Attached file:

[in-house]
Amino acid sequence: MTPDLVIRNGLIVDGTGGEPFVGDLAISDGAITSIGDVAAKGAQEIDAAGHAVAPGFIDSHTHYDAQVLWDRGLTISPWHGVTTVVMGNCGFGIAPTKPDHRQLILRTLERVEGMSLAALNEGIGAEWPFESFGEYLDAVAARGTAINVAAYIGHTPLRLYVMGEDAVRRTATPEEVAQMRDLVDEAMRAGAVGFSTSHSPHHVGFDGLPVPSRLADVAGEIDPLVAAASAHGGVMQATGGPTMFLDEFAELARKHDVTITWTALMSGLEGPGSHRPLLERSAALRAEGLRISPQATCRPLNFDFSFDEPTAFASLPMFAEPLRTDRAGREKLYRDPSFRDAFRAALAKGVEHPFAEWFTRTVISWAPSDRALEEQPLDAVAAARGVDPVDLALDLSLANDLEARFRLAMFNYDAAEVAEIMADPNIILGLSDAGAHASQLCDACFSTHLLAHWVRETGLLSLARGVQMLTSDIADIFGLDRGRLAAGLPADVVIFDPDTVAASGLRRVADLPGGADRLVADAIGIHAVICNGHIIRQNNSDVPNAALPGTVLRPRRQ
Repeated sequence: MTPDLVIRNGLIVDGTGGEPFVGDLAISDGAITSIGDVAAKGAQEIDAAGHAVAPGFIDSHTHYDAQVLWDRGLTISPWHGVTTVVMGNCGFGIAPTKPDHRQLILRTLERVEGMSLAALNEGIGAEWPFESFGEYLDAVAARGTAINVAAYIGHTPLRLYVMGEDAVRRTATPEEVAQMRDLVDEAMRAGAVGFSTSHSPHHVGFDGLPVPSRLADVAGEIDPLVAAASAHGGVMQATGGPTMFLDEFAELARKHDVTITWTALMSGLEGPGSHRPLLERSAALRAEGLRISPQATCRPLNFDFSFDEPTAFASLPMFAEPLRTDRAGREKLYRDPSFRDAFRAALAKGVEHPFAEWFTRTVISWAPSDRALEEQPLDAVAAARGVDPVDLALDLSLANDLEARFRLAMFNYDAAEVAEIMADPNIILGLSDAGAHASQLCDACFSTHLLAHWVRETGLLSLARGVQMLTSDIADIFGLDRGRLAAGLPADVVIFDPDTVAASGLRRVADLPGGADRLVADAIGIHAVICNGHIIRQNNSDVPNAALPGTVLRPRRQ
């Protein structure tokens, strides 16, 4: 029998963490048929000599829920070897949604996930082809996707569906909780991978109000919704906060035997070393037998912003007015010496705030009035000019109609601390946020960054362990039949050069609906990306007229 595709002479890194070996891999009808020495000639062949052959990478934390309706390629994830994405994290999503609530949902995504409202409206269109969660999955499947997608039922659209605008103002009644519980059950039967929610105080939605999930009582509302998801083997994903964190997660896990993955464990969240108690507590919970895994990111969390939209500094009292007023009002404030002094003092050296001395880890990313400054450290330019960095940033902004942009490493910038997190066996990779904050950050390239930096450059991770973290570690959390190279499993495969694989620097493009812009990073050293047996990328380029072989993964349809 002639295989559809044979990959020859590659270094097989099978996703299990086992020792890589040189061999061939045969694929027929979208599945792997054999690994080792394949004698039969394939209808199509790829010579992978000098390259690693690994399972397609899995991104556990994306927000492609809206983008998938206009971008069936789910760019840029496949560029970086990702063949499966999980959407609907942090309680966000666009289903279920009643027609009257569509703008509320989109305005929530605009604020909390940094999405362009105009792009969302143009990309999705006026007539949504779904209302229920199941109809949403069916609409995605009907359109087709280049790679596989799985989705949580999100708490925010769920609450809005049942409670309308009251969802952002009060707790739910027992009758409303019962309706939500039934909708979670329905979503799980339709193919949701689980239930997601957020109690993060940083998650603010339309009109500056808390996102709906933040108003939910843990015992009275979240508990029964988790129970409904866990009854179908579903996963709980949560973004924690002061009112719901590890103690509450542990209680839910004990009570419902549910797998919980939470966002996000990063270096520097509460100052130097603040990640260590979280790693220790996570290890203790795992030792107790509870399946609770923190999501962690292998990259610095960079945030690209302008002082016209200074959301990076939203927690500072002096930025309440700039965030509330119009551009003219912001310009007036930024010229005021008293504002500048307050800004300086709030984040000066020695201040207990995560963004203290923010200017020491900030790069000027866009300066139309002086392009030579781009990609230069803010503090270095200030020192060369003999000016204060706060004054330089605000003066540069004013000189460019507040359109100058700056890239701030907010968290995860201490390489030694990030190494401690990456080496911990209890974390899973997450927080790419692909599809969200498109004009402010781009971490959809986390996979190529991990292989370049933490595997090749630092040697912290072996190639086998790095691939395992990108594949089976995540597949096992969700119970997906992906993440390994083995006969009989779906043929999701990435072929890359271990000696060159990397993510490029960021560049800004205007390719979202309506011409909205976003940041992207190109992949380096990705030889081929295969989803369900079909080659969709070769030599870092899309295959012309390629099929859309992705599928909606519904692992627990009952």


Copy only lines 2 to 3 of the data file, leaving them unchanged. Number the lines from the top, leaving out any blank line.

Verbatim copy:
Amino acid sequence: MTPDLVIRNGLIVDGTGGEPFVGDLAISDGAITSIGDVAAKGAQEIDAAGHAVAPGFIDSHTHYDAQVLWDRGLTISPWHGVTTVVMGNCGFGIAPTKPDHRQLILRTLERVEGMSLAALNEGIGAEWPFESFGEYLDAVAARGTAINVAAYIGHTPLRLYVMGEDAVRRTATPEEVAQMRDLVDEAMRAGAVGFSTSHSPHHVGFDGLPVPSRLADVAGEIDPLVAAASAHGGVMQATGGPTMFLDEFAELARKHDVTITWTALMSGLEGPGSHRPLLERSAALRAEGLRISPQATCRPLNFDFSFDEPTAFASLPMFAEPLRTDRAGREKLYRDPSFRDAFRAALAKGVEHPFAEWFTRTVISWAPSDRALEEQPLDAVAAARGVDPVDLALDLSLANDLEARFRLAMFNYDAAEVAEIMADPNIILGLSDAGAHASQLCDACFSTHLLAHWVRETGLLSLARGVQMLTSDIADIFGLDRGRLAAGLPADVVIFDPDTVAASGLRRVADLPGGADRLVADAIGIHAVICNGHIIRQNNSDVPNAALPGTVLRPRRQ
Repeated sequence: MTPDLVIRNGLIVDGTGGEPFVGDLAISDGAITSIGDVAAKGAQEIDAAGHAVAPGFIDSHTHYDAQVLWDRGLTISPWHGVTTVVMGNCGFGIAPTKPDHRQLILRTLERVEGMSLAALNEGIGAEWPFESFGEYLDAVAARGTAINVAAYIGHTPLRLYVMGEDAVRRTATPEEVAQMRDLVDEAMRAGAVGFSTSHSPHHVGFDGLPVPSRLADVAGEIDPLVAAASAHGGVMQATGGPTMFLDEFAELARKHDVTITWTALMSGLEGPGSHRPLLERSAALRAEGLRISPQATCRPLNFDFSFDEPTAFASLPMFAEPLRTDRAGREKLYRDPSFRDAFRAALAKGVEHPFAEWFTRTVISWAPSDRALEEQPLDAVAAARGVDPVDLALDLSLANDLEARFRLAMFNYDAAEVAEIMADPNIILGLSDAGAHASQLCDACFSTHLLAHWVRETGLLSLARGVQMLTSDIADIFGLDRGRLAAGLPADVVIFDPDTVAASGLRRVADLPGGADRLVADAIGIHAVICNGHIIRQNNSDVPNAALPGTVLRPRRQ